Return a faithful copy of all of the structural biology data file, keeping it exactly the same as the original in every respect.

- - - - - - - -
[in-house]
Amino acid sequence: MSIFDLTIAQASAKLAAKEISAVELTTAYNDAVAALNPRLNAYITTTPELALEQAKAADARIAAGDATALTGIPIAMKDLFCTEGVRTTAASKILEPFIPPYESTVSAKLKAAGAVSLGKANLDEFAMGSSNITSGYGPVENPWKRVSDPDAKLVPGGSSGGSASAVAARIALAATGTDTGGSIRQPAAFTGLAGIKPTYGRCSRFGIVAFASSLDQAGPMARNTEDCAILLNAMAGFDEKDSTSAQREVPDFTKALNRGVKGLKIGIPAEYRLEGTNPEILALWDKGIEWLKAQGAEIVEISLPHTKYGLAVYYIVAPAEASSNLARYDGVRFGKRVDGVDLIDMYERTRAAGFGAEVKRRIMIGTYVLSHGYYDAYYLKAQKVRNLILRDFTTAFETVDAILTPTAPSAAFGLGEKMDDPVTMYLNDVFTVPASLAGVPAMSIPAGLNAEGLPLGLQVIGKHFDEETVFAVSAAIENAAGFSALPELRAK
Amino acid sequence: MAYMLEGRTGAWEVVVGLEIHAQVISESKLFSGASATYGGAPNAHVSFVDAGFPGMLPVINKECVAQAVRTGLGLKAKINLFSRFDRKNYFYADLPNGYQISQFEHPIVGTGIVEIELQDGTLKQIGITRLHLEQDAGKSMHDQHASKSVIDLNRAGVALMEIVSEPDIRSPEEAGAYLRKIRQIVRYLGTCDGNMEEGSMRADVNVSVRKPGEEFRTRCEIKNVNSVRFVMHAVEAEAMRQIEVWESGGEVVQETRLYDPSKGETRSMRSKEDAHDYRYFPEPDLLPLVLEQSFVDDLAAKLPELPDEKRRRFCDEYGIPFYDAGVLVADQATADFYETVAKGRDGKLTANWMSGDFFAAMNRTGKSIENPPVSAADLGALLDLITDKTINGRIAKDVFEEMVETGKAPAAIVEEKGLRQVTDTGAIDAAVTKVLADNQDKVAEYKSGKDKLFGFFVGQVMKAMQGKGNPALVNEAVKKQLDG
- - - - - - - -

[in-house]
Amino acid sequence: MSIFDLTIAQASAKLAAKEISAVELTTAYNDAVAALNPRLNAYITTTPELALEQAKAADARIAAGDATALTGIPIAMKDLFCTEGVRTTAASKILEPFIPPYESTVSAKLKAAGAVSLGKANLDEFAMGSSNITSGYGPVENPWKRVSDPDAKLVPGGSSGGSASAVAARIALAATGTDTGGSIRQPAAFTGLAGIKPTYGRCSRFGIVAFASSLDQAGPMARNTEDCAILLNAMAGFDEKDSTSAQREVPDFTKALNRGVKGLKIGIPAEYRLEGTNPEILALWDKGIEWLKAQGAEIVEISLPHTKYGLAVYYIVAPAEASSNLARYDGVRFGKRVDGVDLIDMYERTRAAGFGAEVKRRIMIGTYVLSHGYYDAYYLKAQKVRNLILRDFTTAFETVDAILTPTAPSAAFGLGEKMDDPVTMYLNDVFTVPASLAGVPAMSIPAGLNAEGLPLGLQVIGKHFDEETVFAVSAAIENAAGFSALPELRAK
Amino acid sequence: MAYMLEGRTGAWEVVVGLEIHAQVISESKLFSGASATYGGAPNAHVSFVDAGFPGMLPVINKECVAQAVRTGLGLKAKINLFSRFDRKNYFYADLPNGYQISQFEHPIVGTGIVEIELQDGTLKQIGITRLHLEQDAGKSMHDQHASKSVIDLNRAGVALMEIVSEPDIRSPEEAGAYLRKIRQIVRYLGTCDGNMEEGSMRADVNVSVRKPGEEFRTRCEIKNVNSVRFVMHAVEAEAMRQIEVWESGGEVVQETRLYDPSKGETRSMRSKEDAHDYRYFPEPDLLPLVLEQSFVDDLAAKLPELPDEKRRRFCDEYGIPFYDAGVLVADQATADFYETVAKGRDGKLTANWMSGDFFAAMNRTGKSIENPPVSAADLGALLDLITDKTINGRIAKDVFEEMVETGKAPAAIVEEKGLRQVTDTGAIDAAVTKVLADNQDKVAEYKSGKDKLFGFFVGQVMKAMQGKGNPALVNEAVKKQLDG